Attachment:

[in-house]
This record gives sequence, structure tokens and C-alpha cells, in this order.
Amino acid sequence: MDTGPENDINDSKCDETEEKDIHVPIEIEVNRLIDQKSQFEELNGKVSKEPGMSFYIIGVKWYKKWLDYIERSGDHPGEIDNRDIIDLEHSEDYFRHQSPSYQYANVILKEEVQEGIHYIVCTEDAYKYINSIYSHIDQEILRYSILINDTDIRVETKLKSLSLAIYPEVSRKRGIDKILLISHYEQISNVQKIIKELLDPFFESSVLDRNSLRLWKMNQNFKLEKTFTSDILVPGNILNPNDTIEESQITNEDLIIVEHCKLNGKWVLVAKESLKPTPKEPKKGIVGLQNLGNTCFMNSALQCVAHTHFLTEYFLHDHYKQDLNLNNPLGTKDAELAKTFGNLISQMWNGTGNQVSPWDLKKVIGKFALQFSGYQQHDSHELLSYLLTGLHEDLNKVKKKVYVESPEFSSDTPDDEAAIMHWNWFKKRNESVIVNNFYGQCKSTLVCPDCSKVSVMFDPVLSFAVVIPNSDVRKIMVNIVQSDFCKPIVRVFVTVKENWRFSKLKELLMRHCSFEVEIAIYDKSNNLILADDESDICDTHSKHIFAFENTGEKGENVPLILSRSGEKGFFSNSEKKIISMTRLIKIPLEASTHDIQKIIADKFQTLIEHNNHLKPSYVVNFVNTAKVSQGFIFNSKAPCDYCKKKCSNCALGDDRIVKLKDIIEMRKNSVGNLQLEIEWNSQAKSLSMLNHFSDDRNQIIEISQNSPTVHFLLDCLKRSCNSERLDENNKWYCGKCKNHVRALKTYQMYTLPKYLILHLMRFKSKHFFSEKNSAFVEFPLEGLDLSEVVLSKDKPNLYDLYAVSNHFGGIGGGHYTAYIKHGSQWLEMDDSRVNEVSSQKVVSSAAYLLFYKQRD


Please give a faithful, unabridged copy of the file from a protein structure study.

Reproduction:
[in-house]
This record gives sequence, structure tokens and C-alpha cells, in this order.
Amino acid sequence: MDTGPENDINDSKCDETEEKDIHVPIEIEVNRLIDQKSQFEELNGKVSKEPGMSFYIIGVKWYKKWLDYIERSGDHPGEIDNRDIIDLEHSEDYFRHQSPSYQYANVILKEEVQEGIHYIVCTEDAYKYINSIYSHIDQEILRYSILINDTDIRVETKLKSLSLAIYPEVSRKRGIDKILLISHYEQISNVQKIIKELLDPFFESSVLDRNSLRLWKMNQNFKLEKTFTSDILVPGNILNPNDTIEESQITNEDLIIVEHCKLNGKWVLVAKESLKPTPKEPKKGIVGLQNLGNTCFMNSALQCVAHTHFLTEYFLHDHYKQDLNLNNPLGTKDAELAKTFGNLISQMWNGTGNQVSPWDLKKVIGKFALQFSGYQQHDSHELLSYLLTGLHEDLNKVKKKVYVESPEFSSDTPDDEAAIMHWNWFKKRNESVIVNNFYGQCKSTLVCPDCSKVSVMFDPVLSFAVVIPNSDVRKIMVNIVQSDFCKPIVRVFVTVKENWRFSKLKELLMRHCSFEVEIAIYDKSNNLILADDESDICDTHSKHIFAFENTGEKGENVPLILSRSGEKGFFSNSEKKIISMTRLIKIPLEASTHDIQKIIADKFQTLIEHNNHLKPSYVVNFVNTAKVSQGFIFNSKAPCDYCKKKCSNCALGDDRIVKLKDIIEMRKNSVGNLQLEIEWNSQAKSLSMLNHFSDDRNQIIEISQNSPTVHFLLDCLKRSCNSERLDENNKWYCGKCKNHVRALKTYQMYTLPKYLILHLMRFKSKHFFSEKNSAFVEFPLEGLDLSEVVLSKDKPNLYDLYAVSNHFGGIGGGHYTAYIKHGSQWLEMDDSRVNEVSSQKVVSSAAYLLFYKQRD